Evocation Coffee Lab is currently nestled in an Amarillo business park. It’s actually kind of hard to find if you’ve never been there (they’ll be opening a new location at 34th and Coulter within the next month). Their ‘Lab’ is the coffeehouse and brew bar storefront to their micro-roastery. It’s owned and operated by husband and wife duo Roman and Amy Leal. They opened the craft coffee institution in 2009 and have grown gangbusters every since.
Evocation Is A Coffee Lab
A quick look behind the counter and you can see why they call it a lab. Beakers, tubes, and high-quality scales adorn the stainless steel coffee-prep area. They have the coffee experience down to a fine science. The process of ‘dialing-it-in’ is serious business at Evocation; it requires precise measurement tools to get the best out of coffee. When dialing the coffee in things like coffee-to-water ratio, grind size, brew time, and water temperature can make a huge difference in the end product.
Precision and Care Is the Name of the Game at Evocation
Roman and Amy are people of precision and care. They’re purveyors of the premium. Another thing you’ll notice in the shop is a vinyl collection and stereo station. The analog sound waves have a discernible warmth when they crackle The Beatles, Sinatra, and Coltrane from the Bowers & Wilkins monitor. Not only do the Leal’s sacrifice a bit of space in order to bring customers music in its natural form, with precision and care. They do the same with coffee. Each time they bring your order on a black slate tray, they’re careful to let you know what tasting notes to look for so you can engage in the full experience of it. “You’ll taste cedar, green apple, and champagne grape with today’s Burundi.”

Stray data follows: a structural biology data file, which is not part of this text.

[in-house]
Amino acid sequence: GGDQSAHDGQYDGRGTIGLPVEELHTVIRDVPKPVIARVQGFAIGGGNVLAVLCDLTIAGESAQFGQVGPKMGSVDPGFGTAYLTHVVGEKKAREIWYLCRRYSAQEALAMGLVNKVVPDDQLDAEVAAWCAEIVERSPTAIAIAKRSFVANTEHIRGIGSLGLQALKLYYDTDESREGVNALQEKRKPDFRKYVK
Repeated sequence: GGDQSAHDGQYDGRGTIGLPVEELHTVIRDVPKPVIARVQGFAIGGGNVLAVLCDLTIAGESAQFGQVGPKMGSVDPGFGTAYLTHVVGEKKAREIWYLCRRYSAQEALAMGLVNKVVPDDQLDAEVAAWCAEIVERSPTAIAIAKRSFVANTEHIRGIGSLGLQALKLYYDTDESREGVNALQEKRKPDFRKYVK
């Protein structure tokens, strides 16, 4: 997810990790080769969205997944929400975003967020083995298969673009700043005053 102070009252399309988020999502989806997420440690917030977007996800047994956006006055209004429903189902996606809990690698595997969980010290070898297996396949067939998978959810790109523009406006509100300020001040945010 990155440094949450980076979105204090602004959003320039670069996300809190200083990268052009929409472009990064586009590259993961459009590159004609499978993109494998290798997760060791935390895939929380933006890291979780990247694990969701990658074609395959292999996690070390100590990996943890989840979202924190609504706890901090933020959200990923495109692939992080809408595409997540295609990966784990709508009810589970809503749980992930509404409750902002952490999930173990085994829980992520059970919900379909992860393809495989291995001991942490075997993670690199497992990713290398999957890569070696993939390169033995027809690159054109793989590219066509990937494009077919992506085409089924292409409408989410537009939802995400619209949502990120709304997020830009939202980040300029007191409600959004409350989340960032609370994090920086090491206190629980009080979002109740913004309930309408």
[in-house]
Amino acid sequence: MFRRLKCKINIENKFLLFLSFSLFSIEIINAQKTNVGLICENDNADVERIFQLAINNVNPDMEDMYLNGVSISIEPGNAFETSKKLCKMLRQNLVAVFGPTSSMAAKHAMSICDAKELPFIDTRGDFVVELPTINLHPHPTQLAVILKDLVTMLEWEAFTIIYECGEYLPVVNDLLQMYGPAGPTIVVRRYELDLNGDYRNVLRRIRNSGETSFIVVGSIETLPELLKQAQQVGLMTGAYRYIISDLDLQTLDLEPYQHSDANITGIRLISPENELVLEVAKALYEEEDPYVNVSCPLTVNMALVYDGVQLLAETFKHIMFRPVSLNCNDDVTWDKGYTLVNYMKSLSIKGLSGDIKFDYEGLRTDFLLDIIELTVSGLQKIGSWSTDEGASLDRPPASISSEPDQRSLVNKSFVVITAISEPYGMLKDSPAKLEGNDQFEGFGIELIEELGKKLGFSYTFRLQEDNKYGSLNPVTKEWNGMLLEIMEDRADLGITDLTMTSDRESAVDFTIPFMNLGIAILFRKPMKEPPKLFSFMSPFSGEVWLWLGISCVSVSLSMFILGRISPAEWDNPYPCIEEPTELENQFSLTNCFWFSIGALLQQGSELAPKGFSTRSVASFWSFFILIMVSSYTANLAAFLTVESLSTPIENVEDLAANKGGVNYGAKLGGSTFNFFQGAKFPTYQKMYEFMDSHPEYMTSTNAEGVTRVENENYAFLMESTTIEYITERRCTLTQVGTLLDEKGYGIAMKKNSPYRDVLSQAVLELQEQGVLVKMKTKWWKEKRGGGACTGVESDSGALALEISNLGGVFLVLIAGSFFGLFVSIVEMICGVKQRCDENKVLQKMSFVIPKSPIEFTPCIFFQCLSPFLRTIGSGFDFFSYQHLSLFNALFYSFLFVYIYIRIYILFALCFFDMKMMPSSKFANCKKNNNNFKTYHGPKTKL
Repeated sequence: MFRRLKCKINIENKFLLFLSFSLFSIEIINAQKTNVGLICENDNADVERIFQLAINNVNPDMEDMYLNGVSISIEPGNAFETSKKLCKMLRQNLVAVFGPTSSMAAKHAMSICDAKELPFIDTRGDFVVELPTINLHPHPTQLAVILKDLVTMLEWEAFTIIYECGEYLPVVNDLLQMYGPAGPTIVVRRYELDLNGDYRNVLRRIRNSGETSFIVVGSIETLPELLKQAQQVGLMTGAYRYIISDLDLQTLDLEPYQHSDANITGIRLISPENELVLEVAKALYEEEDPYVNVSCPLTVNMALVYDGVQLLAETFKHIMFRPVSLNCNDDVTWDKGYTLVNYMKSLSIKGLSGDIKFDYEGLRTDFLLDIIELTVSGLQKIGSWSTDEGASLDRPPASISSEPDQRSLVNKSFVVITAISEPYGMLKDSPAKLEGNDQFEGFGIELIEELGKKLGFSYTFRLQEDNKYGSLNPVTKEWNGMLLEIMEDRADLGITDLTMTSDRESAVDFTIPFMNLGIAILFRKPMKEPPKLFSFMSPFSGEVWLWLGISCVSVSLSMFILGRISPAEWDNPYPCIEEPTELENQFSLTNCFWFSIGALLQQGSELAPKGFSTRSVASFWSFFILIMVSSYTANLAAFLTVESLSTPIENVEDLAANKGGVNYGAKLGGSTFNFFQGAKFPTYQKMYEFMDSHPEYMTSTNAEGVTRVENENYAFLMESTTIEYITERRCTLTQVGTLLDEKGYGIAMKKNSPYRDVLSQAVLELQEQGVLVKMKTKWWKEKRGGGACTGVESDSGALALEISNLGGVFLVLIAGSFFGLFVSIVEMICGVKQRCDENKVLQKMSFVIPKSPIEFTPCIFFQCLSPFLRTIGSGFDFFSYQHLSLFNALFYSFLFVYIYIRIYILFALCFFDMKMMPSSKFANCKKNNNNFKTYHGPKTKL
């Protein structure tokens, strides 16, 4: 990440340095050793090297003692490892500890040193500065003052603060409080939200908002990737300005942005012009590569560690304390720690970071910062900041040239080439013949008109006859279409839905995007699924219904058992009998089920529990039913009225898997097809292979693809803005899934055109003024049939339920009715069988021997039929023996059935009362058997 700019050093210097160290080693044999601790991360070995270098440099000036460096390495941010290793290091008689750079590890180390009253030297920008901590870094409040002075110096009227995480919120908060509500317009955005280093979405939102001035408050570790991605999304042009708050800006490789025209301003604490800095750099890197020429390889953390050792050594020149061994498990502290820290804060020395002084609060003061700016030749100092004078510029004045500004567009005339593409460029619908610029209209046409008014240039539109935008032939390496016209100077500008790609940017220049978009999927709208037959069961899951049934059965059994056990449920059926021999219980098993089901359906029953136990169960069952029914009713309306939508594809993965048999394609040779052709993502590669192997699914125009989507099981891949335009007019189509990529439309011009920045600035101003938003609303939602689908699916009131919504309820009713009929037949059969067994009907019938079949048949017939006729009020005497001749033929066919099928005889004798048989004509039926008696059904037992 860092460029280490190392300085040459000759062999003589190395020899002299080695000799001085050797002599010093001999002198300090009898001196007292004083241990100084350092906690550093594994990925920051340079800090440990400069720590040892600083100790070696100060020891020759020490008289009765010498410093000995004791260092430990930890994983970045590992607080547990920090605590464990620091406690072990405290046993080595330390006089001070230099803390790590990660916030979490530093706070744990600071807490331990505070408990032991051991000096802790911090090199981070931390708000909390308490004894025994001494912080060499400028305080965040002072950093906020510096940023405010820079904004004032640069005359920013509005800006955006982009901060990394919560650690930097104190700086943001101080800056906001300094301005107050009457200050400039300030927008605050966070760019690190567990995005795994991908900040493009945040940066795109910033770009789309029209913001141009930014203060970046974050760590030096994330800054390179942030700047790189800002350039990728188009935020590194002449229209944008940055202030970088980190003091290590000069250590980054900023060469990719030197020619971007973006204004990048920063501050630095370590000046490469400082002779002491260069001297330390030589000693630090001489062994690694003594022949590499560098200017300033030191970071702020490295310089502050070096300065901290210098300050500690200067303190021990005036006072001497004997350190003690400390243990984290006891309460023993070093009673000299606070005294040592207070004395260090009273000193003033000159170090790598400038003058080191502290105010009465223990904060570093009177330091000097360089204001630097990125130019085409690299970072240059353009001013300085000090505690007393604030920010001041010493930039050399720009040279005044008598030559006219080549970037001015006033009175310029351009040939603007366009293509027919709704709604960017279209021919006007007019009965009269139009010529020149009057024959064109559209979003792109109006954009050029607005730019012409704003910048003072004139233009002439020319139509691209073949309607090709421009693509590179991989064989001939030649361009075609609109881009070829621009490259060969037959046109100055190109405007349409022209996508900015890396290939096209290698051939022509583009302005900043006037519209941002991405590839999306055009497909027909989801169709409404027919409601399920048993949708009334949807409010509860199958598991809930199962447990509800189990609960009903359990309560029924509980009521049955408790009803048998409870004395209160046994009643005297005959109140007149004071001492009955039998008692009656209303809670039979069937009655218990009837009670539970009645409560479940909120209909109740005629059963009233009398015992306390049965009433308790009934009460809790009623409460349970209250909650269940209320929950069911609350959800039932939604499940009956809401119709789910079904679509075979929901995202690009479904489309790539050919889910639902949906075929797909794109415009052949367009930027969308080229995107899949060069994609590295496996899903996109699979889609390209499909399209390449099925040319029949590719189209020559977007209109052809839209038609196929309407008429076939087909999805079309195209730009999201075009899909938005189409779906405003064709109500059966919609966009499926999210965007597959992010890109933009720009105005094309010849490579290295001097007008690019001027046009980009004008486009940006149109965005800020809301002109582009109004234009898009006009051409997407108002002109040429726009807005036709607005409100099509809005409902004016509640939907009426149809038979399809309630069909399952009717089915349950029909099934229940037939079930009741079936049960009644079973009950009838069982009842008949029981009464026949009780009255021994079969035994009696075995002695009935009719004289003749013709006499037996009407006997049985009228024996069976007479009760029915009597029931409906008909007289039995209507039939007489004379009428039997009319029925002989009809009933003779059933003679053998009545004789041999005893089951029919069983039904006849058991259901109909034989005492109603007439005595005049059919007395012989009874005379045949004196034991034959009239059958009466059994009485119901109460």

Micro-Roasting Delivers Small Batch Deliciousness
Evocation isn’t just a coffee bar though. They’re also and most notably a micro-roaster. Like beer’s equivalent in the micro-brew category, Evocation roasts small batches for maximum quality control in a roaster bought and fully restored in-house. You can find their coffee in places all over the Texas Panhandle including Lubbock’s J&B Coffee, Plainview’s Broadway Brew, and soon, Amarillo’s 806. While it’s not the case anymore, Palace Coffee showcased Evocation beans in order to establish their first two locations before introducing their own line of roasted beans. You can find Evocation coffee outside of Texas, too, in coffee shops in California and Florida. They’ve even sold direct to customers beyond the U.S. in places like Canada and Iran.
Evocation is inviting for several reasons: the Dave Brubeck, the fresh flowers (their new shop will have succulent walls, coffee plants, and the non-condescending coffee knowledge doled for free.
Evocation has one of the simplest menus you’ve ever seen. But it’s not boring, each drink is made up of a seasonal coffee that is guaranteed to be complex and delicious. If you think all coffee tastes the same, you haven’t had Evocation coffee. It’s amazing the different types of flavors they can get out of a bean by precise brewing methods.
A Favorite Drink:
The individual brewed coffee served in a beaker in-house is a light yet flavorful favorite.